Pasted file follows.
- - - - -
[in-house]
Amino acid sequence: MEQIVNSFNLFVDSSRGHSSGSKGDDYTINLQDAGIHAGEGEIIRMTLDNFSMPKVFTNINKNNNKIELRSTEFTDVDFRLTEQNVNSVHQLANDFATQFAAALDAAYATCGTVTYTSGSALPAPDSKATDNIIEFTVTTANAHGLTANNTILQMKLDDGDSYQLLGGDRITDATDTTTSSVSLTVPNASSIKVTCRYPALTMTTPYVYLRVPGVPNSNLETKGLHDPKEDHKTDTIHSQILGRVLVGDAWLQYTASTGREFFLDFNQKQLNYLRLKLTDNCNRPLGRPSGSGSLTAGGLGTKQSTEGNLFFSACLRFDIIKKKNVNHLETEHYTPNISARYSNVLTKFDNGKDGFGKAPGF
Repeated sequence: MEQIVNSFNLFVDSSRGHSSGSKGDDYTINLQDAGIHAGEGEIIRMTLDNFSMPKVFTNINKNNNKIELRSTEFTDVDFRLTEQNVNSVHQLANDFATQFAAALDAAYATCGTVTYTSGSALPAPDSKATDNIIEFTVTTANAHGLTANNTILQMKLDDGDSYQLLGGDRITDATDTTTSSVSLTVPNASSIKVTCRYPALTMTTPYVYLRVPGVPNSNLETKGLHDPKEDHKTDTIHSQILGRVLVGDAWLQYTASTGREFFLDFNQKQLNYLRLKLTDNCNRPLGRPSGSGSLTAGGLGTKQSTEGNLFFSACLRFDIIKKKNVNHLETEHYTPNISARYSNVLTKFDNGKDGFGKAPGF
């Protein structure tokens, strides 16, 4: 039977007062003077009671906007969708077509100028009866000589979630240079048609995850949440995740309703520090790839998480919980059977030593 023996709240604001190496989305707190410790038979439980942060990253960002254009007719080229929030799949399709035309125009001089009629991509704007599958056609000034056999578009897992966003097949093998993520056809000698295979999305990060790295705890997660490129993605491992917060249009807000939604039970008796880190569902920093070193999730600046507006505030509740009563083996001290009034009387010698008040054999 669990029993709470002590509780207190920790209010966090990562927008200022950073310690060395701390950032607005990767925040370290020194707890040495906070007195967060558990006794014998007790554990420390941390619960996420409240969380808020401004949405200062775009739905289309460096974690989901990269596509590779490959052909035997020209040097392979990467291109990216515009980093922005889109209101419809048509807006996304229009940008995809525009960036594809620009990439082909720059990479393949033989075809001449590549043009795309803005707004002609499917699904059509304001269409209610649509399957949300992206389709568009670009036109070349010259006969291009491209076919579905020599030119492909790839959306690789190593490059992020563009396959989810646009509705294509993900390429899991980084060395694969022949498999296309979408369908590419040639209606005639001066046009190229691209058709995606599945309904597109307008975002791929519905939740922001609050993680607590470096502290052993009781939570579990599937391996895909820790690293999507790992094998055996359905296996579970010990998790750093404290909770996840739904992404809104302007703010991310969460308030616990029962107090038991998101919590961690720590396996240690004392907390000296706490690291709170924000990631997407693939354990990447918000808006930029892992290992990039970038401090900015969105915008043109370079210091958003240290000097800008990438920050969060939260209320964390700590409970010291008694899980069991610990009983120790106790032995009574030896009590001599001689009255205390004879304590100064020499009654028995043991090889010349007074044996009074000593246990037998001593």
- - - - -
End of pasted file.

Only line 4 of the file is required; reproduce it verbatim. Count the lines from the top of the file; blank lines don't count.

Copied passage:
């Protein structure tokens, strides 16, 4: 039977007062003077009671906007969708077509100028009866000589979630240079048609995850949440995740309703520090790839998480919980059977030593 023996709240604001190496989305707190410790038979439980942060990253960002254009007719080229929030799949399709035309125009001089009629991509704007599958056609000034056999578009897992966003097949093998993520056809000698295979999305990060790295705890997660490129993605491992917060249009807000939604039970008796880190569902920093070193999730600046507006505030509740009563083996001290009034009387010698008040054999 669990029993709470002590509780207190920790209010966090990562927008200022950073310690060395701390950032607005990767925040370290020194707890040495906070007195967060558990006794014998007790554990420390941390619960996420409240969380808020401004949405200062775009739905289309460096974690989901990269596509590779490959052909035997020209040097392979990467291109990216515009980093922005889109209101419809048509807006996304229009940008995809525009960036594809620009990439082909720059990479393949033989075809001449590549043009795309803005707004002609499917699904059509304001269409209610649509399957949300992206389709568009670009036109070349010259006969291009491209076919579905020599030119492909790839959306690789190593490059992020563009396959989810646009509705294509993900390429899991980084060395694969022949498999296309979408369908590419040639209606005639001066046009190229691209058709995606599945309904597109307008975002791929519905939740922001609050993680607590470096502290052993009781939570579990599937391996895909820790690293999507790992094998055996359905296996579970010990998790750093404290909770996840739904992404809104302007703010991310969460308030616990029962107090038991998101919590961690720590396996240690004392907390000296706490690291709170924000990631997407693939354990990447918000808006930029892992290992990039970038401090900015969105915008043109370079210091958003240290000097800008990438920050969060939260209320964390700590409970010291008694899980069991610990009983120790106790032995009574030896009590001599001689009255205390004879304590100064020499009654028995043991090889010349007074044996009074000593246990037998001593």